CNN

CNN Facing Backlash Over Intimidation Stunt as Manafort Jury Goes Home ‘Scared’

Jury deliberations have begun in the case against Paul Manafort; the first of presumably several trials to emerge from the #RussiaGate investigation being conducted by Special Counsel Robert Mueller.

Mueller, who was appointed after a wild conspiracy theory regarding Russia’s supposed influence within the Trump campaign went mainstream, has charged Paul Manafort with a series of crimes unrelated to President Trump’s alleged “collusion” with the Russian government in his harrowing defeat of Hillary Clinton back in 2016.  The jury in the case is heading home for the weekend as their tedious task has begun, but not all is well within the group.

In fact, some are terrified of what could be waiting at home for them in this controversial case, particularly due to a lawsuit by CNN to gain access to their personal information.

And so, on Thursday, CNN, along with six other far-left media outlets (the Washington Post, BuzzFeed, Politico, the New York Times, NBC, and the AP) sued for the release of the names and home addresses of all of the Manafort jurors, a move that is both disturbing and almost unprecedented.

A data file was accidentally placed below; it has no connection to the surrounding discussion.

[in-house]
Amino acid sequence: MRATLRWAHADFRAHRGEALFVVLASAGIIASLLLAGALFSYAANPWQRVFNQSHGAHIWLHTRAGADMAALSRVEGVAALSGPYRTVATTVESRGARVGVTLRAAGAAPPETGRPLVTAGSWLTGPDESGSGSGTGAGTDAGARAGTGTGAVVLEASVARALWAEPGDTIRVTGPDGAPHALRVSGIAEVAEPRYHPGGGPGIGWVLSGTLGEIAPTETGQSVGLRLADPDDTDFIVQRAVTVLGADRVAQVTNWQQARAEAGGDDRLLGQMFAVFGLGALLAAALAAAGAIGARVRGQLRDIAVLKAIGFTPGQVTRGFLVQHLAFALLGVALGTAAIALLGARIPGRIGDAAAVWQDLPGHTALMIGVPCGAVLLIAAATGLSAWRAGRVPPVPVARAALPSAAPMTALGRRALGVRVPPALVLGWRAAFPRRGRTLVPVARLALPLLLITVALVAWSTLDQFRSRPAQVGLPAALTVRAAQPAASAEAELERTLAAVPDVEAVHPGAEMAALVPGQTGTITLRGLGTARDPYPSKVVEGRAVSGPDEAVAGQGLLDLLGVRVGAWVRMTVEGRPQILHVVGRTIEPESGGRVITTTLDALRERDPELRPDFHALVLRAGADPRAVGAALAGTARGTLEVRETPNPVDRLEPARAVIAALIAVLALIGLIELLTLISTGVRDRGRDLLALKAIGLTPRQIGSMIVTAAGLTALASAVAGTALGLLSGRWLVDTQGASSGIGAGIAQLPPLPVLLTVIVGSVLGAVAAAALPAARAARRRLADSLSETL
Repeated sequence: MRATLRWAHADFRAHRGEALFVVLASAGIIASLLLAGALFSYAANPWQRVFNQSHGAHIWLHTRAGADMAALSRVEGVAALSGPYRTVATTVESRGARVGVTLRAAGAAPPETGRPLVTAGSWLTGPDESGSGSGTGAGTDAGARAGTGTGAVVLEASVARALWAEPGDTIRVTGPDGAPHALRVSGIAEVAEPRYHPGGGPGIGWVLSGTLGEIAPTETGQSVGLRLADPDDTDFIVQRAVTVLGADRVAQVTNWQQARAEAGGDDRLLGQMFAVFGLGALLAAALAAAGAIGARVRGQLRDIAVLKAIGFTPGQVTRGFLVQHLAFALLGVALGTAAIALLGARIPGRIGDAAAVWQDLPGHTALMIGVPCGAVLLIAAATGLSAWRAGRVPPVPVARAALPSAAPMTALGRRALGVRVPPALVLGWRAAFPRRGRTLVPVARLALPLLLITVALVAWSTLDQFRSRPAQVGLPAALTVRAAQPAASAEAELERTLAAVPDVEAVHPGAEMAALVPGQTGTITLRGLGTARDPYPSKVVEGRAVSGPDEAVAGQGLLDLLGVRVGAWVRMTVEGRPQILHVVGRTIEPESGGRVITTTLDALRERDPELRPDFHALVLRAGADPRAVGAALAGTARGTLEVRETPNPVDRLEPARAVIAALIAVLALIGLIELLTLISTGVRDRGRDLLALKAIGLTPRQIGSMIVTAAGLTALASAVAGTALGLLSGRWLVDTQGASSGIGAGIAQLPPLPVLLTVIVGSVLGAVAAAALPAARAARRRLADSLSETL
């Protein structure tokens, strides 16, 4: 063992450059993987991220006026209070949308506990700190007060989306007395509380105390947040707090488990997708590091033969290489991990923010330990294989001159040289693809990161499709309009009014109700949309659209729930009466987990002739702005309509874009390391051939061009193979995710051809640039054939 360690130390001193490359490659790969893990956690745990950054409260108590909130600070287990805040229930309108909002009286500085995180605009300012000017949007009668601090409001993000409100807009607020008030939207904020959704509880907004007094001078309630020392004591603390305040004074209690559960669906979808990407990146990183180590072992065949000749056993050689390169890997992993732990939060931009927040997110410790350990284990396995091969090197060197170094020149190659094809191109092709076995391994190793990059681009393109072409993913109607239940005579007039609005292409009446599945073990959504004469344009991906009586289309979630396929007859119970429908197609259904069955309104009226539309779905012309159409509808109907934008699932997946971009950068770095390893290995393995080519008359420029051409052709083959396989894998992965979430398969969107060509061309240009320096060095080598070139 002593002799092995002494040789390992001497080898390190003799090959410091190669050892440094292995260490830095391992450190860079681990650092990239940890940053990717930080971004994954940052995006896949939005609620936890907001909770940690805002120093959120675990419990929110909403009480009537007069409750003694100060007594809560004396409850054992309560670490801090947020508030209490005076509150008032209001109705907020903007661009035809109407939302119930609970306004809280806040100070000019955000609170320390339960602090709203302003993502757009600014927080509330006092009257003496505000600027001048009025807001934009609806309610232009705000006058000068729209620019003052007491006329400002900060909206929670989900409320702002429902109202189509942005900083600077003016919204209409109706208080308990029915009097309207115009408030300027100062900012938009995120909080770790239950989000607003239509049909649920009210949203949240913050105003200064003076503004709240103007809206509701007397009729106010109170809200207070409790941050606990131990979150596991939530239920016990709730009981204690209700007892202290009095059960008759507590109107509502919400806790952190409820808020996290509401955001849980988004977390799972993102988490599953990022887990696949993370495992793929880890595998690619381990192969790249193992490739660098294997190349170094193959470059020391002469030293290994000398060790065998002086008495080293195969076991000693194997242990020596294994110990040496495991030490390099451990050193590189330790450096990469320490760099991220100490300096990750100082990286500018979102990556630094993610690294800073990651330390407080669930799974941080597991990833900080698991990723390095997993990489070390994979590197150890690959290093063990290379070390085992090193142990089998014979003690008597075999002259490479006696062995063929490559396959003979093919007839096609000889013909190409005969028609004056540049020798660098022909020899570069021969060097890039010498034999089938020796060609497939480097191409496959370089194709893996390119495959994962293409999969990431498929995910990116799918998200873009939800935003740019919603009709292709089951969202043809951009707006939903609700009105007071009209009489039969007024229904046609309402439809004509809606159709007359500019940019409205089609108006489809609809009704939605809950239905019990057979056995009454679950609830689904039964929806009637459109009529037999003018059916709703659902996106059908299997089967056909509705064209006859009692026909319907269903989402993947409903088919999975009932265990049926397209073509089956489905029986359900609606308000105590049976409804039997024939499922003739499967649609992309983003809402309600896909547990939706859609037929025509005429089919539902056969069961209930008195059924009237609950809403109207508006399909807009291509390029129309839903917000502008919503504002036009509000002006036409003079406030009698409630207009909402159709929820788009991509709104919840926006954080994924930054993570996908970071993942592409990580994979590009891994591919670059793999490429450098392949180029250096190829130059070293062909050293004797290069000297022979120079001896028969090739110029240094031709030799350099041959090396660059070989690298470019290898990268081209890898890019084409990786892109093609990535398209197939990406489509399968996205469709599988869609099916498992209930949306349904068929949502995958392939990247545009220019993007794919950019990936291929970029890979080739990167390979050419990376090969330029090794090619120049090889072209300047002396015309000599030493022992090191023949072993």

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As Bre Payton at the Federalist points out, “Publicly outing the names and home addresses of jurors is considered ethically questionable, as outlined in this guidance sheet on the topic from the Reporter’s Committee for Freedom of the Press.”

To begin with, it is seen as unseemly to thrust jurors into the spotlight against their will when they are not volunteering for publicity; they are chosen.

Now, these worried jurors are speaking out.

“I had no idea this case would incite this emotion,” U.S. District Court Judge T.S. Ellis III said in an open court hearing, responding to a motion from seven news organizations, including POLITICO, seeking access to sealed materials related to the trial that would have publicly identified the jurors.

Ellis denied the motion, telling the courtroom that jurors were “scared” and “afraid.” As a result, Ellis said, he didn’t “feel right” releasing the names of the 12-person jury.

While it is fortunate that common sense has prevailed, it is highly worrisome that these outlets would have attempted such a stunt in the first place.

 

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